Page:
25 of 48© Boardworks Ltd 2007 How does light affect photosynthesis? Light energy has to be absorbed by chlorophyll for photosynthesis to take place. The brighter the light, the more light energy there is, so will photosynthesis be faster or slower? light energy chlorophyll carbon dioxide + wateroxygen + glucose More light energy means that photosynthesis will be faster. If light intensity is too high plant cells can be damaged. How is photosynthesis affected if this happens?
26 of 48© Boardworks Ltd 2007 Investigating photosynthesis – apparatus
27 of 48© Boardworks Ltd 2007 Investigation photosynthesis - experiment
28 of 48© Boardworks Ltd 2007 Investigation photosynthesis – results
29 of 48© Boardworks Ltd 2007 Carbon dioxide is one of the raw materials used by plants to make their food. Carbon dioxide and the rate of photosynthesis The concentration of carbon dioxide in the air is actually quite low (0.03%). light energy chlorophyll carbon dioxide + wateroxygen + glucose More carbon dioxide means more photosynthesis, so plants make more food and grow more quickly. Why is the concentration of carbon dioxide in commercial greenhouses often raised to about 0.1%?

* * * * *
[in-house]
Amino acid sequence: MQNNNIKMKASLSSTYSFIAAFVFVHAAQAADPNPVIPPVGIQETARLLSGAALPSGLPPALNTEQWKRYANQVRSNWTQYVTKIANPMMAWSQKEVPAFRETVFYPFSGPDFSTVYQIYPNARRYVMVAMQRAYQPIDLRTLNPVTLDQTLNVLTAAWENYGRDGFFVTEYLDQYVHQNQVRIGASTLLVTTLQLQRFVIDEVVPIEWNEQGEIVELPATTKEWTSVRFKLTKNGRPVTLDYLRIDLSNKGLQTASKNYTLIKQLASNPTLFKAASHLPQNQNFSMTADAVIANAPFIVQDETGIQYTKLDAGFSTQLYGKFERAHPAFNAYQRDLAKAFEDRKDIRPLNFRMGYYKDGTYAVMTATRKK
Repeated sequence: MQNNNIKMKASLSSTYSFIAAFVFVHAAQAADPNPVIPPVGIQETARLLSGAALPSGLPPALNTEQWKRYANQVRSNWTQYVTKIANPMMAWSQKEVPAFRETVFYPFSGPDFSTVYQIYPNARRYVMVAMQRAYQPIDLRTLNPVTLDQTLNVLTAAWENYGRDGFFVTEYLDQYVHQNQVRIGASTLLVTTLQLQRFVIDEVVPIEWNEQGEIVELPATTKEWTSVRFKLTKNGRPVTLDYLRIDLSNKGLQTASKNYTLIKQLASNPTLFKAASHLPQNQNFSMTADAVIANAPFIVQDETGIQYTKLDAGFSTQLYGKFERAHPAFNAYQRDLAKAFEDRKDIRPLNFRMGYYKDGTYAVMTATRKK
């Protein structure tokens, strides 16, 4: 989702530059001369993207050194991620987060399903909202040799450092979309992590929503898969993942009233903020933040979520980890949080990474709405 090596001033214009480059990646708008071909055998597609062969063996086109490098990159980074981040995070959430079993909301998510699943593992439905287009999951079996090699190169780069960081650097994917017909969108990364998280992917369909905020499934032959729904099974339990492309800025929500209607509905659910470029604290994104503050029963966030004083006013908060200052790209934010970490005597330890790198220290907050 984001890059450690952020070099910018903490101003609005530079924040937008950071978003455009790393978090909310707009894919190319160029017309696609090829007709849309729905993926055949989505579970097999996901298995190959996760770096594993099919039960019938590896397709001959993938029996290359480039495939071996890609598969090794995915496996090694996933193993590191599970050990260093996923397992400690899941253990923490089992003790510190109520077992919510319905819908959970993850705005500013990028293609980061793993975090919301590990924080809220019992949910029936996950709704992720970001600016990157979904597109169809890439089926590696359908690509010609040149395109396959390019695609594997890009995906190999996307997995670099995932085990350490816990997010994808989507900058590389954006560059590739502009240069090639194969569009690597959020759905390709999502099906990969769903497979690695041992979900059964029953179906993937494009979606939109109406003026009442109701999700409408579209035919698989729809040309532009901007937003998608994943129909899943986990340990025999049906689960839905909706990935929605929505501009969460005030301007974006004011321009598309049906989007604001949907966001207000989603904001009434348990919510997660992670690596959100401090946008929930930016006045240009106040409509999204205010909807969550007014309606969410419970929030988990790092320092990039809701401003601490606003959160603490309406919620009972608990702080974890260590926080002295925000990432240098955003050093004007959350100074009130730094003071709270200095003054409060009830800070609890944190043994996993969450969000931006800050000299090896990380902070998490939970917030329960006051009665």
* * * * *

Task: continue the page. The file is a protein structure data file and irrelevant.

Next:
30 of 48© Boardworks Ltd 2007 Photosynthesis is controlled by enzymes, which usually work best at warmer temperatures. Does temperature affect photosynthesis? Does increasing the temperature always increase the rate of photosynthesis? If it gets too hot (above 40 °C), the enzymes needed for photosynthesis begin to break down and are destroyed or denatured. The rate of photosynthesis decreases or even stops completely.
31 of 48© Boardworks Ltd 2007 What is the ideal combination of factors for the maximum rate of photosynthesis? What is a limiting factor? enough light How does restricting one of these facts affect the rate? If one of the factors is restricted, the rate of photosynthesis will be below the maximum possible rate. The restricted factor controls how quickly photosynthesis occurs and so limits the rate. It is called the limiting factor. enough carbon dioxide ideal temperature (not too hot or cold).